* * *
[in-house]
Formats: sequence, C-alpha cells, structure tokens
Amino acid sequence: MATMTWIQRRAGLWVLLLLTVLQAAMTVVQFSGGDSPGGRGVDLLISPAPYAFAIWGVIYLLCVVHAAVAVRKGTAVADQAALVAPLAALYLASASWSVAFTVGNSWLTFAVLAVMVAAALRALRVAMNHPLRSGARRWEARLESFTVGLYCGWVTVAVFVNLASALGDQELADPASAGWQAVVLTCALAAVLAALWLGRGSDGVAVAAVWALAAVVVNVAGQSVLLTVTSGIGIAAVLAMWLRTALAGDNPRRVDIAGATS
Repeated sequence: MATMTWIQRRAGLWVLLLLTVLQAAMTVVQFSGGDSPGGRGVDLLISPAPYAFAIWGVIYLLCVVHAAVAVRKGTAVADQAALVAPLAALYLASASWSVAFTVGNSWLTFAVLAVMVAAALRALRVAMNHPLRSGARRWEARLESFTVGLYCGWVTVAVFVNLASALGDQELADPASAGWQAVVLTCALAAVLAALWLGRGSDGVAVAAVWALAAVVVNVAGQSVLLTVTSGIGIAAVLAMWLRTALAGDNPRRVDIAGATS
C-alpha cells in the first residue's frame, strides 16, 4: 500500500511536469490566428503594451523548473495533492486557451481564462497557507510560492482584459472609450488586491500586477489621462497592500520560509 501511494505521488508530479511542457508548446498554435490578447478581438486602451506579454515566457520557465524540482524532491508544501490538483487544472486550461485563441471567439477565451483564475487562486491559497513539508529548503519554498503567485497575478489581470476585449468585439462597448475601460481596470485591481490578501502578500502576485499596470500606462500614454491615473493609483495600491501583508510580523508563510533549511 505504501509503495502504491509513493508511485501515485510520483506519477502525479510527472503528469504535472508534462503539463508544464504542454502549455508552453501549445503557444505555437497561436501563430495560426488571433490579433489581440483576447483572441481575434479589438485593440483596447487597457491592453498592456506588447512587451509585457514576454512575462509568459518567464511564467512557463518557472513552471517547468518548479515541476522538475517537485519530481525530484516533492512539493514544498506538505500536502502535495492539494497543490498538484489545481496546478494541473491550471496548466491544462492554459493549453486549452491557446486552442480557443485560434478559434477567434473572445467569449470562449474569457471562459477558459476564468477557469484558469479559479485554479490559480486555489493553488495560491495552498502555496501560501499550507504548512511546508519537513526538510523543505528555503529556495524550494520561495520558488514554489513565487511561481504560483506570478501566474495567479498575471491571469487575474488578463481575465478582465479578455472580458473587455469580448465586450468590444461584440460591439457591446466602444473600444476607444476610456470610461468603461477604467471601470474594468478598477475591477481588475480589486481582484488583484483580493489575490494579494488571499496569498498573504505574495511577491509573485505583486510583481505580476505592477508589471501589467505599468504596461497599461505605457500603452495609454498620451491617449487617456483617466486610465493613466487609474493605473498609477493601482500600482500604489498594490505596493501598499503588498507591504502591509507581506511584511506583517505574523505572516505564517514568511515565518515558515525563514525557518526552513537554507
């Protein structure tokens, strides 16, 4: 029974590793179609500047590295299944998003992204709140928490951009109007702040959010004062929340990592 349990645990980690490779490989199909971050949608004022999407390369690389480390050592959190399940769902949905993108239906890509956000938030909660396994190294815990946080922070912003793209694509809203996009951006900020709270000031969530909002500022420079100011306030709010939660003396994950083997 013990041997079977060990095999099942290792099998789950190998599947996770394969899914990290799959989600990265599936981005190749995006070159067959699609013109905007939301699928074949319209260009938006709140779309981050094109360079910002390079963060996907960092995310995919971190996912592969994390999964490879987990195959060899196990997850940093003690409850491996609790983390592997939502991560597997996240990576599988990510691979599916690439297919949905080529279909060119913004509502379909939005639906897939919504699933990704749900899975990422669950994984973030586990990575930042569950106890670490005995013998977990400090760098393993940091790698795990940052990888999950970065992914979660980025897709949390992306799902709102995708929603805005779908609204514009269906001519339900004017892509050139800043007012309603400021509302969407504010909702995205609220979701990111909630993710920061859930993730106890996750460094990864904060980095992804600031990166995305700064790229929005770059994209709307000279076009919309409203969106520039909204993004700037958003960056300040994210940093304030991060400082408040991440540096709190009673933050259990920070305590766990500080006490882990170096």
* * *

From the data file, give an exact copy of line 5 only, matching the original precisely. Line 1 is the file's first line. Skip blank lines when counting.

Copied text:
C-alpha cells in the first residue's frame, strides 16, 4: 500500500511536469490566428503594451523548473495533492486557451481564462497557507510560492482584459472609450488586491500586477489621462497592500520560509 501511494505521488508530479511542457508548446498554435490578447478581438486602451506579454515566457520557465524540482524532491508544501490538483487544472486550461485563441471567439477565451483564475487562486491559497513539508529548503519554498503567485497575478489581470476585449468585439462597448475601460481596470485591481490578501502578500502576485499596470500606462500614454491615473493609483495600491501583508510580523508563510533549511 505504501509503495502504491509513493508511485501515485510520483506519477502525479510527472503528469504535472508534462503539463508544464504542454502549455508552453501549445503557444505555437497561436501563430495560426488571433490579433489581440483576447483572441481575434479589438485593440483596447487597457491592453498592456506588447512587451509585457514576454512575462509568459518567464511564467512557463518557472513552471517547468518548479515541476522538475517537485519530481525530484516533492512539493514544498506538505500536502502535495492539494497543490498538484489545481496546478494541473491550471496548466491544462492554459493549453486549452491557446486552442480557443485560434478559434477567434473572445467569449470562449474569457471562459477558459476564468477557469484558469479559479485554479490559480486555489493553488495560491495552498502555496501560501499550507504548512511546508519537513526538510523543505528555503529556495524550494520561495520558488514554489513565487511561481504560483506570478501566474495567479498575471491571469487575474488578463481575465478582465479578455472580458473587455469580448465586450468590444461584440460591439457591446466602444473600444476607444476610456470610461468603461477604467471601470474594468478598477475591477481588475480589486481582484488583484483580493489575490494579494488571499496569498498573504505574495511577491509573485505583486510583481505580476505592477508589471501589467505599468504596461497599461505605457500603452495609454498620451491617449487617456483617466486610465493613466487609474493605473498609477493601482500600482500604489498594490505596493501598499503588498507591504502591509507581506511584511506583517505574523505572516505564517514568511515565518515558515525563514525557518526552513537554507